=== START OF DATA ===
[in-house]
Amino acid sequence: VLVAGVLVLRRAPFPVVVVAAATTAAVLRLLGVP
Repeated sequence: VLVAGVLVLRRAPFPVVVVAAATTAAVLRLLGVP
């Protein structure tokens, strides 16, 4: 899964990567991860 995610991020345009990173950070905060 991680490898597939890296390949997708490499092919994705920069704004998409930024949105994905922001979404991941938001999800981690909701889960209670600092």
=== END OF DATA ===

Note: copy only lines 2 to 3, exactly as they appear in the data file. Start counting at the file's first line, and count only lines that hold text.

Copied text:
Amino acid sequence: VLVAGVLVLRRAPFPVVVVAAATTAAVLRLLGVP
Repeated sequence: VLVAGVLVLRRAPFPVVVVAAATTAAVLRLLGVP